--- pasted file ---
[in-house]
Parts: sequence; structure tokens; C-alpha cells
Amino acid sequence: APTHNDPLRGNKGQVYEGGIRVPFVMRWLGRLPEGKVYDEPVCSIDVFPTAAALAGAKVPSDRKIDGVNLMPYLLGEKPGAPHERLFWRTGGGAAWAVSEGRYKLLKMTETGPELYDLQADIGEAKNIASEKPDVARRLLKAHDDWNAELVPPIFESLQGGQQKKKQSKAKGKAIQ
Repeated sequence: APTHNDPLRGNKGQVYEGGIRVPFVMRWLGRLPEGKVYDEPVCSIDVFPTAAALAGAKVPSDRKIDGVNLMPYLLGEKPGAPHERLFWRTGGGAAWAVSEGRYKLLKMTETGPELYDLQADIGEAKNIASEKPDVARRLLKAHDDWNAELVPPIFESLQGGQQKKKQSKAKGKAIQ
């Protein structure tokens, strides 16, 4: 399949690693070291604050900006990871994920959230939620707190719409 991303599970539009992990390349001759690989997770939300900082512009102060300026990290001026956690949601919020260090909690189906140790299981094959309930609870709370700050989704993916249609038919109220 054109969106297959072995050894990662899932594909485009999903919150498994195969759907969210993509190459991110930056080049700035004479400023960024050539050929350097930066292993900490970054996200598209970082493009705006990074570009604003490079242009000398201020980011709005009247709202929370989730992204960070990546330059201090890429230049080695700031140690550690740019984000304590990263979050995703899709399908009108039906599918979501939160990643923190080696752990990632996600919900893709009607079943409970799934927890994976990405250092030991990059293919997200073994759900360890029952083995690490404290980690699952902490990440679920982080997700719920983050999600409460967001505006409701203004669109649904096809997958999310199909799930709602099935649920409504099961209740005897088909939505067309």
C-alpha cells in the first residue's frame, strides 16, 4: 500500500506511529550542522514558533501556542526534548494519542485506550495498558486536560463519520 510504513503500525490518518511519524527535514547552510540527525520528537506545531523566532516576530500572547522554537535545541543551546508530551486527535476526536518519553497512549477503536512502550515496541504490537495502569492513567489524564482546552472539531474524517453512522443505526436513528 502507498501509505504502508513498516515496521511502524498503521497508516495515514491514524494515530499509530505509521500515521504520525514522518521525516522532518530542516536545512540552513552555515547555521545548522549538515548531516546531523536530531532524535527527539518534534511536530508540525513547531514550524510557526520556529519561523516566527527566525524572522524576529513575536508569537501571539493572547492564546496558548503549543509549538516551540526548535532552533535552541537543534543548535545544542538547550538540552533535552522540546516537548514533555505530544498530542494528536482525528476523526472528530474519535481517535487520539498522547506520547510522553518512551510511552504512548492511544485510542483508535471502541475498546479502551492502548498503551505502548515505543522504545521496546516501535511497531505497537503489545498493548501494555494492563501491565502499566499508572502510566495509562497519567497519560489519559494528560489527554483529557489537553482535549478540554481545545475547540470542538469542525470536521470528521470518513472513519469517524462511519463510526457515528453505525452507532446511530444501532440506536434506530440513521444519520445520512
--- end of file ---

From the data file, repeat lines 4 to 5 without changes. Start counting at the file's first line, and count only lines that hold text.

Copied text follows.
Repeated sequence: APTHNDPLRGNKGQVYEGGIRVPFVMRWLGRLPEGKVYDEPVCSIDVFPTAAALAGAKVPSDRKIDGVNLMPYLLGEKPGAPHERLFWRTGGGAAWAVSEGRYKLLKMTETGPELYDLQADIGEAKNIASEKPDVARRLLKAHDDWNAELVPPIFESLQGGQQKKKQSKAKGKAIQ
């Protein structure tokens, strides 16, 4: 399949690693070291604050900006990871994920959230939620707190719409 991303599970539009992990390349001759690989997770939300900082512009102060300026990290001026956690949601919020260090909690189906140790299981094959309930609870709370700050989704993916249609038919109220 054109969106297959072995050894990662899932594909485009999903919150498994195969759907969210993509190459991110930056080049700035004479400023960024050539050929350097930066292993900490970054996200598209970082493009705006990074570009604003490079242009000398201020980011709005009247709202929370989730992204960070990546330059201090890429230049080695700031140690550690740019984000304590990263979050995703899709399908009108039906599918979501939160990643923190080696752990990632996600919900893709009607079943409970799934927890994976990405250092030991990059293919997200073994759900360890029952083995690490404290980690699952902490990440679920982080997700719920983050999600409460967001505006409701203004669109649904096809997958999310199909799930709602099935649920409504099961209740005897088909939505067309």